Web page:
Can you be a Catholic and fundamentally disagree with any teaching?


#1

If you disagree with the church in some way (support gay marriage, don't believe in the true presence in the Eucharist, don't believe that contraception is a sin, etc) can you still be a real Catholic? Can you call yourself a real Catholic if you disagree with a fundamental teaching of the church?

I was just reading something today that said something like 25% of Catholics believe in transubstantiation and about 87% believe that you don't have to believe in all Catholic teachings to be a Catholic. What do you think?


#2

I think what a bishop, an Apostolic successor according to the Catholic faith once told me. I actually brought up to him things like abortion and transubstantiation. He said a person becomes a Catholic by Baptism. (Or for a non Catholic, I’ll add at some later point in their journey) He said there may be a further distinction such as practicing or non practicing. But the person would still be considered a Catholic. So perhaps with an adjective such as non practicing or dissenting, but yes clearly if one wants to follow the Catholic Church’s answer, yes they should be allowed to call themselves a Catholic. To do anything else would appear to me that they themselves are not following 100% of teaching. Peace.


#3

i think that disagreeing with holy mother church is like a rebellious teenager disagreeing with his wise and loving mother. the teenager thinks that they know better than their mother and acts accordingly with arrogance and pride. later in life, surrounded by the results of all their mistakes, they learn that mother knew best after all.

you can’t just pick and choose what to believe in the catholic church. we don’t want to exclude people, but you either follow what God said to do or you don’t.


#4

I said yes, but only because once you are baptized into the Church you re and remain a Catholic.

However, you can’t say you are an orthodox Catholic if you do not submit to the Church’s teachings.

And submit is different than blindly adopting without thought.


#5

By the stats you provided makes this a rhetorical question.


#6

God bless you for giving the one and only true Catholic answer.


#7

Through baptism, we indeed become members of the Church, the Mystical Body of Christ. Baptism confers an indelible spiritual mark on the soul of his belonging to Christ. But baptism requires a profession of faith. In the case of adults, this is done personally by the one being baptized. In the case of infants, this profession of faith is made through the God parents. Now faith is a “theological virtue by which we believe in God and **all **that he has said and revealed to us, and the Holy Church proposes for our belief, because he is truth itself.” (Catechism of the Catholic Church, #1814). Consequently, if you disagree or disbelieve a teaching of the Church such as on homosexual marriage, the true presence of Christ in the Eucharist, contraception, etc., you are commiting a sin against faith. Such a sin could be mortal whereby one would become a dead member of the Church. In other cases, it may be only venial. But in all cases it is an offense against God.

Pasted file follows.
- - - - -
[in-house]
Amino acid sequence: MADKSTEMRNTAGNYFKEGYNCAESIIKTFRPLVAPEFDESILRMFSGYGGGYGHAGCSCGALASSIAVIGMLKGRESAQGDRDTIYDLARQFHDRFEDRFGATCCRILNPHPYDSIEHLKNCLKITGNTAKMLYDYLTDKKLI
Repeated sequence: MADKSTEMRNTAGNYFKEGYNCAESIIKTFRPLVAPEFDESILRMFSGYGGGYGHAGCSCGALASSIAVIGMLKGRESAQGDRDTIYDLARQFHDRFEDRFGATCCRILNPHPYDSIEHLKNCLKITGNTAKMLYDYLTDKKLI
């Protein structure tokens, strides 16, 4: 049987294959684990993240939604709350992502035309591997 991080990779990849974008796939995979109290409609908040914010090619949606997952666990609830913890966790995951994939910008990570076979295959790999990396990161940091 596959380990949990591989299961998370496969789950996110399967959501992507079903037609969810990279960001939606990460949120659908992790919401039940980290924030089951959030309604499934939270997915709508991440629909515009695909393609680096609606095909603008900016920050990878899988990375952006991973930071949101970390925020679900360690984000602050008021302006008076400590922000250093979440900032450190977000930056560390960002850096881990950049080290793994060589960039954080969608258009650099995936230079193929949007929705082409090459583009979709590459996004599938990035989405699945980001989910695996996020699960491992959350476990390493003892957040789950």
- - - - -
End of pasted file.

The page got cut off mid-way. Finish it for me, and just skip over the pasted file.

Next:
The 87% of catholics ( it is questionable whether this percentage is true or not) you mention that believe you don’t have to believe all catholic teachings simply do not know their faith and they are sinning against the virtue of faith.


#8

Most people do not know the difference.


#9

Since others have already addressed the mater of being indelibly marked at baptism as Catholic…I’d like to ask a question of the OP - for clarification…

What do you mean above by “real Catholic”…? The answer might help us to better address teh question you are trying to ask.

Peace
James


#10

I think the answer to this encompasses both a “yes” and a “no.”

Yes. The Catholic Church, as far as the sacrament of Baptism goes, basically teaches “once a Catholic, always a Catholic.” In other words, if one is baptized into the Catholic faith, then he or she stays a member of the Catholic Church. It doesn’t matter if the person “falls away” from the faith (e.g. turns to atheism or agnosticism or non-practicing Catholicism), leaves the Catholic faith for another religion, or rejects selected Church’s doctrinal and dogmatic teachings (e.g. supporting gay marriage or abortion). He or she is still considered to be a member of the Catholic Church, Christ’s body of believers.

Catholics believe baptism leaves an indelible mark on one’s soul. This means that (1) one is unable to be re-baptized if his or her first baptism was valid, and (2) no action/sin we commit (e.g. heresy, apostasy, schism, etc.) can erase said mark.

No. One cannot be an orthodox Catholic unless one accepts all the Catholic Church’s teachings. Therefore, many people who reject Church teaching that conflicts with their personal views are generally known as “cafeteria Catholics.” In truth, some “more-devout” Catholics will typically claim that cafeteria Catholics aren’t true witnesses to the faith.